Silicon byproducts from sources such as kerf are difficult to use directly as lithium-ion batteries since key parameters such as silicon particle size, surface oxides, and impurities, do not fulfill the requirements for silicon anode materials. We have developed a method of integrating silicon into a Li-ion battery anode material using a highly scalable approach based on utilizing metallurgical grade recycled material. The process consists of reducing silicon powder to a desired size, subsequent modification of the particles surface and mixing of the resulting powder with a standard anode paste. Depending on the silicon concentration the resulting anode material has specific capacity ranging from 700 to 900 mAh·g-1 which is 2 to 3 times higher than compositions based on graphite only. The resulting anode from recycled silicon was assembled and evaluated in a lithium secondary coin cell with a lithium cobalt oxide cathode. The coin cell is demonstrated with a reversible capacity over 160 mAh·g-1 for over 500 cycles. The work, demonstrates silicon anodes can be prepared from recycled silicon. The process to recover silicon as anode material from waste shows great commercial potential for future silicon-based lithium rechargeable batteries.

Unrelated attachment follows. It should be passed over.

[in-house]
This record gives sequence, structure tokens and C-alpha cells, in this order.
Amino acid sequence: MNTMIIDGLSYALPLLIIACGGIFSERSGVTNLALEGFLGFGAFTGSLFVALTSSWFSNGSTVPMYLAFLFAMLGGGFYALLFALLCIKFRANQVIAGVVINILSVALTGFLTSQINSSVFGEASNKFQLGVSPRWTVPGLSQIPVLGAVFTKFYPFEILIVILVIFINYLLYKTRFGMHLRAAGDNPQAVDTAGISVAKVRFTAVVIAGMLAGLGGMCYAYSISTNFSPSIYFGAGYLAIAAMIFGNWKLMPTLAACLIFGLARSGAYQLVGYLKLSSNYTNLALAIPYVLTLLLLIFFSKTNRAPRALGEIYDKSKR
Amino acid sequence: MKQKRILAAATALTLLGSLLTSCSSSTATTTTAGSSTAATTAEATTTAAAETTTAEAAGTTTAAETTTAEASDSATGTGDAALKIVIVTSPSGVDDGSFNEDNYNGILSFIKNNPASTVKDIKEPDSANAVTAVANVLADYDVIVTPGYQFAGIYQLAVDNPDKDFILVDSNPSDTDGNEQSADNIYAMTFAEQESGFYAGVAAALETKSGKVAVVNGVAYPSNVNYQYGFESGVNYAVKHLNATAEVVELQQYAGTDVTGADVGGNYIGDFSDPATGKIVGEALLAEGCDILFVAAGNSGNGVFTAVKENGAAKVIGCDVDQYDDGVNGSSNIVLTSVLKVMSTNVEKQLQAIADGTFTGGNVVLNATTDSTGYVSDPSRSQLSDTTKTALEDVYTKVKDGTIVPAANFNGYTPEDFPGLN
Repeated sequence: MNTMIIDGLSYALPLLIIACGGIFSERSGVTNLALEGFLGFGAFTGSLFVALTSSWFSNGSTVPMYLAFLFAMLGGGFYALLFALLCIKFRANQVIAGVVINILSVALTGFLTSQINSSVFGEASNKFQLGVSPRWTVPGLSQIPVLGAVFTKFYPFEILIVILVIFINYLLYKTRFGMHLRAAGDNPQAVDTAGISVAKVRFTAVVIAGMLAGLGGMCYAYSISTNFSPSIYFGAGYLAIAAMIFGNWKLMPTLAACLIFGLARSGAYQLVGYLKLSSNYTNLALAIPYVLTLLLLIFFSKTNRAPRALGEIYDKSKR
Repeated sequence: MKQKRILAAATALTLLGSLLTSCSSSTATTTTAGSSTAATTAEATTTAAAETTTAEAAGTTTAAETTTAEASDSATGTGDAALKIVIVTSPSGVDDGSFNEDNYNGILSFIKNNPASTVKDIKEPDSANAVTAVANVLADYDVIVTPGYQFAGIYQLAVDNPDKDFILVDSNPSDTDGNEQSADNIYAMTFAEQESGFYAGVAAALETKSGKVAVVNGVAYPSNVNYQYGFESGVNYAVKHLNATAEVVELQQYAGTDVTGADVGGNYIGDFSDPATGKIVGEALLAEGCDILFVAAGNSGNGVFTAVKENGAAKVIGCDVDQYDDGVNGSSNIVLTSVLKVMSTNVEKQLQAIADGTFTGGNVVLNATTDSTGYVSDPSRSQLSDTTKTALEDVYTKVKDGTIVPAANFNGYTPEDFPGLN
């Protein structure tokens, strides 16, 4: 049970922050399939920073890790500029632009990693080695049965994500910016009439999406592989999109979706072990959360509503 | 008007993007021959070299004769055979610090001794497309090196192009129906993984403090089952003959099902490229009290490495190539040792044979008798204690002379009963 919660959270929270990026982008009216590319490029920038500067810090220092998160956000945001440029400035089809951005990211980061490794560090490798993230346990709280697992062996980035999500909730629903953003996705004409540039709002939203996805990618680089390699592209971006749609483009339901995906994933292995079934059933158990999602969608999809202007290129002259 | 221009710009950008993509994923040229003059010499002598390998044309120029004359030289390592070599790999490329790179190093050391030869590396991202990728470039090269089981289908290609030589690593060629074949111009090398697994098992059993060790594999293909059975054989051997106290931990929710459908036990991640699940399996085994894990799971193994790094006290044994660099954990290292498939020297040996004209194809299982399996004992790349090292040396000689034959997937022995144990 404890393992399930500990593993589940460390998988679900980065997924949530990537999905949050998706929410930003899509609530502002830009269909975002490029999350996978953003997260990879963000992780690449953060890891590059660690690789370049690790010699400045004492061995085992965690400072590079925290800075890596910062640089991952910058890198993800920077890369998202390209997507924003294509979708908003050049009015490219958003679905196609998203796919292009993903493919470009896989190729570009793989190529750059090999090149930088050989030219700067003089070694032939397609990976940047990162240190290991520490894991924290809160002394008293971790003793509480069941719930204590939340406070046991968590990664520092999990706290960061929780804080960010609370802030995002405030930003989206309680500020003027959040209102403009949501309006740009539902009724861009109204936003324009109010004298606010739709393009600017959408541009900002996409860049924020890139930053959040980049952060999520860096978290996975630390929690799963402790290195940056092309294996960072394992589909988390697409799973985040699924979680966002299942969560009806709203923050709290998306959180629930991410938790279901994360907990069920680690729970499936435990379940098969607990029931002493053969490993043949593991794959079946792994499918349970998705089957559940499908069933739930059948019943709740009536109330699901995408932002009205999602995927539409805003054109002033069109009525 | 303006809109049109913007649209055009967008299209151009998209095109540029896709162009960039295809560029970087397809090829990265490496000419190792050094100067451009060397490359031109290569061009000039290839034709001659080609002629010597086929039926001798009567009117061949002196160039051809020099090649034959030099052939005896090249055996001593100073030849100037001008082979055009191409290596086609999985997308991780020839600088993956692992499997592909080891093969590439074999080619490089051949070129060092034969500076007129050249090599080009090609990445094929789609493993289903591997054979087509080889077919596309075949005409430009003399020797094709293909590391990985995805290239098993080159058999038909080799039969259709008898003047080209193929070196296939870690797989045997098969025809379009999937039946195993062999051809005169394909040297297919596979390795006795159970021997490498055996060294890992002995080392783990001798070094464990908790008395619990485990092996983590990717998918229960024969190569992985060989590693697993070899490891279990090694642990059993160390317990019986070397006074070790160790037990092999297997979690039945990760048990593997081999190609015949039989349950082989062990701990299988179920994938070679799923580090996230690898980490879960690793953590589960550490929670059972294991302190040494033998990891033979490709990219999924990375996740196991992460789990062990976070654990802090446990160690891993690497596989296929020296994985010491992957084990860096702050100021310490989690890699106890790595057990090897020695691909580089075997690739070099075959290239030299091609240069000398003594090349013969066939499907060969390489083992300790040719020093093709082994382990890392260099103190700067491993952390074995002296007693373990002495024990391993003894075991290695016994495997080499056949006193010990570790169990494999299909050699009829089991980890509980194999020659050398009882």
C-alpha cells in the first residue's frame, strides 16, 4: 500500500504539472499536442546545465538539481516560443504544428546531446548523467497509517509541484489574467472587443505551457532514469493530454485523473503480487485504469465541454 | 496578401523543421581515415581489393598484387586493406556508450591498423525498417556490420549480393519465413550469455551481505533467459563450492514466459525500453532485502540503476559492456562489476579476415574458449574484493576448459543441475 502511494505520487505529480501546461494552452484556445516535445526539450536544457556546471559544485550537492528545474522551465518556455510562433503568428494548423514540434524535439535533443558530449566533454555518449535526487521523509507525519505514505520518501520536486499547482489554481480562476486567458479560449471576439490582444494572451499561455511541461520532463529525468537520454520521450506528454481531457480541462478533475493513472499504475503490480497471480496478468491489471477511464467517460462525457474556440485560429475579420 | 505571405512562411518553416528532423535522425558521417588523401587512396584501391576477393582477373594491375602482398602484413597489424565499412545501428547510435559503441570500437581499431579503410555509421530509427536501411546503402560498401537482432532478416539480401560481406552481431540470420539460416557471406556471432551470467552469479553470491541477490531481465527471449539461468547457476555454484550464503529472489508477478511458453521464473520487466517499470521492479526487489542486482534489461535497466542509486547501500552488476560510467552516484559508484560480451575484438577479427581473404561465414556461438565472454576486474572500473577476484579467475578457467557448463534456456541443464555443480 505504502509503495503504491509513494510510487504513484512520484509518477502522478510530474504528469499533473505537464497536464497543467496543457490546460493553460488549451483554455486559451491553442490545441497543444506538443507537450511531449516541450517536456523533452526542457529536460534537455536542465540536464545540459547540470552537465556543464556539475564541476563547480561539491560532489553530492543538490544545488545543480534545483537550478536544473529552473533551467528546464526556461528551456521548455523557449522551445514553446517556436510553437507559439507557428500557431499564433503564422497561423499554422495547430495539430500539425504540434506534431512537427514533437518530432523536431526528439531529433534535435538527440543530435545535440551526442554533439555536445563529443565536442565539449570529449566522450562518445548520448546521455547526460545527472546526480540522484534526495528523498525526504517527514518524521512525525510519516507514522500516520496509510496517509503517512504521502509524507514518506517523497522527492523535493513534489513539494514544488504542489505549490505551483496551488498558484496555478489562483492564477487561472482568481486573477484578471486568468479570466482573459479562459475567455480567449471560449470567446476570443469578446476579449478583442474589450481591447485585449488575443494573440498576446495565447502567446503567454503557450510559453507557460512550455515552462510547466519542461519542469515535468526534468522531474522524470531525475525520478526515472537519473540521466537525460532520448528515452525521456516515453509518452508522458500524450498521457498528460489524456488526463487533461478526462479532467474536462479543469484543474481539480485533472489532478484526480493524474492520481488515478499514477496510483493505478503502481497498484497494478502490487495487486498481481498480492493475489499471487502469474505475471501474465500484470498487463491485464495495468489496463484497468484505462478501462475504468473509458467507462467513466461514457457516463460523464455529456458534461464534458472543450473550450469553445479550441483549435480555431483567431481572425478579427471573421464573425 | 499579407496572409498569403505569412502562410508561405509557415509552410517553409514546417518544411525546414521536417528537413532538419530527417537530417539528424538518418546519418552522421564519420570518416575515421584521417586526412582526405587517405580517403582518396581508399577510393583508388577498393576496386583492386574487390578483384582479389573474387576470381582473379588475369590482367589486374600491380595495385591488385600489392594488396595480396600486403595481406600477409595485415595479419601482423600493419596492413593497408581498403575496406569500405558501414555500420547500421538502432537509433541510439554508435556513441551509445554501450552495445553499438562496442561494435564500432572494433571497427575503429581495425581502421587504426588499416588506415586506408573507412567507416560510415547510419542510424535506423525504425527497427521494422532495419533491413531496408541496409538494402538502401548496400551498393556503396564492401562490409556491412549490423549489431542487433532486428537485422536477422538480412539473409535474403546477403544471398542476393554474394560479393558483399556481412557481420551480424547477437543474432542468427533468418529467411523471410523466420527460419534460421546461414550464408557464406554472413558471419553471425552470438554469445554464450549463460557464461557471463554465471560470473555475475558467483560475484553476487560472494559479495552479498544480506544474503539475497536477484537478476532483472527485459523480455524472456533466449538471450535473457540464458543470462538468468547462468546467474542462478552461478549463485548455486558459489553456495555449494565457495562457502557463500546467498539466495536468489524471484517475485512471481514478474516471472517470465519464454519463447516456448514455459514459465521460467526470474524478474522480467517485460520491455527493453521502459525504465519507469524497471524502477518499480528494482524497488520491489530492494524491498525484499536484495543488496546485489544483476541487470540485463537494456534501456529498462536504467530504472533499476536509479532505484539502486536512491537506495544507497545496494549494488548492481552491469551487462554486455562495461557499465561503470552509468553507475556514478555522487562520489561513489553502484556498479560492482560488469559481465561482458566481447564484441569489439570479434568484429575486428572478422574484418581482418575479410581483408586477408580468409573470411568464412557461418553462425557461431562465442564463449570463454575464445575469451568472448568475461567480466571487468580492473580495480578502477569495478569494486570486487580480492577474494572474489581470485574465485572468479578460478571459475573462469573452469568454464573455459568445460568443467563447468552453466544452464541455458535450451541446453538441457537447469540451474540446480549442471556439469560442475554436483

Journal: TechConnect Briefs
Volume: 3, Nanotechnology 2014: Electronics, Manufacturing, Environment, Energy & Water
Published: June 15, 2014
Pages: 439 - 441
Industry sectors: Advanced Materials & Manufacturing | Energy & Sustainability
Topic: Energy Storage